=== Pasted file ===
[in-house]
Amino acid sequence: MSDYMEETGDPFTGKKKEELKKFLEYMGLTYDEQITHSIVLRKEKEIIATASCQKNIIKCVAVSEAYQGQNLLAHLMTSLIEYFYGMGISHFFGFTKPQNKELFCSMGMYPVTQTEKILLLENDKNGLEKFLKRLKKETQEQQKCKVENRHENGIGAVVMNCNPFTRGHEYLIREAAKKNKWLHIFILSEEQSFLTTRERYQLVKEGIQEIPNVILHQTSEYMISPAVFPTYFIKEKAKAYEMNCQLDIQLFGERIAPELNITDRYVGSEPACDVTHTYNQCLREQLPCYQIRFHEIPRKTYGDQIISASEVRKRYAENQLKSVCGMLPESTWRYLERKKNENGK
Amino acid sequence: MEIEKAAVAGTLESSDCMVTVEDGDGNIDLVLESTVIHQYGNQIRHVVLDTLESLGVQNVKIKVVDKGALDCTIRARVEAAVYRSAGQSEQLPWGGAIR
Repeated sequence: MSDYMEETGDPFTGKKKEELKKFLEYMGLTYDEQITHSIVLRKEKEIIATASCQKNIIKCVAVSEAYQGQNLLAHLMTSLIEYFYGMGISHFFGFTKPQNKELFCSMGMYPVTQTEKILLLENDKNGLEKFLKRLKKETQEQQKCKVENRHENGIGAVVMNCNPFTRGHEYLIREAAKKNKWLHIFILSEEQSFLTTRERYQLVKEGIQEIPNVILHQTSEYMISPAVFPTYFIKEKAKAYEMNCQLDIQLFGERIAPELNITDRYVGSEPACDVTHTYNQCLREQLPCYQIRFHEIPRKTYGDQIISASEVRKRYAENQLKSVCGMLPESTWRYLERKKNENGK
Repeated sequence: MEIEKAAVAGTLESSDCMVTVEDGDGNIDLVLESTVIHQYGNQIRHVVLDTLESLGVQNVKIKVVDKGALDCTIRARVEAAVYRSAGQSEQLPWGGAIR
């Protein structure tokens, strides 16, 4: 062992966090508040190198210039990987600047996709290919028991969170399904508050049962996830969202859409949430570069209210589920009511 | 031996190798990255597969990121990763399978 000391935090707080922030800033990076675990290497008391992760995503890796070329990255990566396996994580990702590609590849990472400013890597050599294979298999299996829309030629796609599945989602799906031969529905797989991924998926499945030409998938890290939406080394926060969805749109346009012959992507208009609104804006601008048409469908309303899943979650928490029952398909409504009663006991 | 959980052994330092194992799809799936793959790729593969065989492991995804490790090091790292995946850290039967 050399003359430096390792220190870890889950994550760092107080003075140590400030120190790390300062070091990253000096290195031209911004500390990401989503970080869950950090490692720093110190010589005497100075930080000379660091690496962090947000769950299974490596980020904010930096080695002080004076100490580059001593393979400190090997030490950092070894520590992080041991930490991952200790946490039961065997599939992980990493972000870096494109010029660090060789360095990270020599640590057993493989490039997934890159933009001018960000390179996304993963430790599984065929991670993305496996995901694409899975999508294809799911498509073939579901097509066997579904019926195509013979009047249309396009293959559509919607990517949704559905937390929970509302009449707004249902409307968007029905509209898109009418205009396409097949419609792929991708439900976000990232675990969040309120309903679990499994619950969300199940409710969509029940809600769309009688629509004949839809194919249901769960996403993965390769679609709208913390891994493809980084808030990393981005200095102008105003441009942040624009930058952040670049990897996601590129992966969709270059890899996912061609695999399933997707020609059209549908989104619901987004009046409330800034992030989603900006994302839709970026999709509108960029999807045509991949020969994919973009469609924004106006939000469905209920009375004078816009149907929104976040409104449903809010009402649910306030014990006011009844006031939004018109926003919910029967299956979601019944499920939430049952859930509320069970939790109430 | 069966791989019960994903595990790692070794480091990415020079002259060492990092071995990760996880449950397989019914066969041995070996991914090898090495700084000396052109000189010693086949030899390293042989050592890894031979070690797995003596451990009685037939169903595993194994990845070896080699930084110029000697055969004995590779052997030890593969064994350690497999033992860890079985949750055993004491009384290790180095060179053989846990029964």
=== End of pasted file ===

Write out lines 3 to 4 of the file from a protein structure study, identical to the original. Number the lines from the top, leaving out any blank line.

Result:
Amino acid sequence: MEIEKAAVAGTLESSDCMVTVEDGDGNIDLVLESTVIHQYGNQIRHVVLDTLESLGVQNVKIKVVDKGALDCTIRARVEAAVYRSAGQSEQLPWGGAIR
Repeated sequence: MSDYMEETGDPFTGKKKEELKKFLEYMGLTYDEQITHSIVLRKEKEIIATASCQKNIIKCVAVSEAYQGQNLLAHLMTSLIEYFYGMGISHFFGFTKPQNKELFCSMGMYPVTQTEKILLLENDKNGLEKFLKRLKKETQEQQKCKVENRHENGIGAVVMNCNPFTRGHEYLIREAAKKNKWLHIFILSEEQSFLTTRERYQLVKEGIQEIPNVILHQTSEYMISPAVFPTYFIKEKAKAYEMNCQLDIQLFGERIAPELNITDRYVGSEPACDVTHTYNQCLREQLPCYQIRFHEIPRKTYGDQIISASEVRKRYAENQLKSVCGMLPESTWRYLERKKNENGK